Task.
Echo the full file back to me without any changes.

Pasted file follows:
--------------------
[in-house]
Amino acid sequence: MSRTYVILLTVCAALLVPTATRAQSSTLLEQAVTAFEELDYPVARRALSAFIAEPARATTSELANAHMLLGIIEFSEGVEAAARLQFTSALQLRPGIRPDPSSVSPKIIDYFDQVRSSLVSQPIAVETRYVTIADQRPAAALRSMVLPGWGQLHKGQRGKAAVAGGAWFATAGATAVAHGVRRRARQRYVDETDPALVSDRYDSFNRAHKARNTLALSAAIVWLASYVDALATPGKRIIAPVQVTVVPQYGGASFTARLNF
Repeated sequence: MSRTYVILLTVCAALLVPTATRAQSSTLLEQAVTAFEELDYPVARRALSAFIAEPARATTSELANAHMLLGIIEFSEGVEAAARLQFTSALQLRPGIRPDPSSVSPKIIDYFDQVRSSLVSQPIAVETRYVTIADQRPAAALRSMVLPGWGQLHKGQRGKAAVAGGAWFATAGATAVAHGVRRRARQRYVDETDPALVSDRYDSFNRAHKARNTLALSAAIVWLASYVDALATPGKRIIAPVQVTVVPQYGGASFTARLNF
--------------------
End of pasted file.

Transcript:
[in-house]
Amino acid sequence: MSRTYVILLTVCAALLVPTATRAQSSTLLEQAVTAFEELDYPVARRALSAFIAEPARATTSELANAHMLLGIIEFSEGVEAAARLQFTSALQLRPGIRPDPSSVSPKIIDYFDQVRSSLVSQPIAVETRYVTIADQRPAAALRSMVLPGWGQLHKGQRGKAAVAGGAWFATAGATAVAHGVRRRARQRYVDETDPALVSDRYDSFNRAHKARNTLALSAAIVWLASYVDALATPGKRIIAPVQVTVVPQYGGASFTARLNF
Repeated sequence: MSRTYVILLTVCAALLVPTATRAQSSTLLEQAVTAFEELDYPVARRALSAFIAEPARATTSELANAHMLLGIIEFSEGVEAAARLQFTSALQLRPGIRPDPSSVSPKIIDYFDQVRSSLVSQPIAVETRYVTIADQRPAAALRSMVLPGWGQLHKGQRGKAAVAGGAWFATAGATAVAHGVRRRARQRYVDETDPALVSDRYDSFNRAHKARNTLALSAAIVWLASYVDALATPGKRIIAPVQVTVVPQYGGASFTARLNF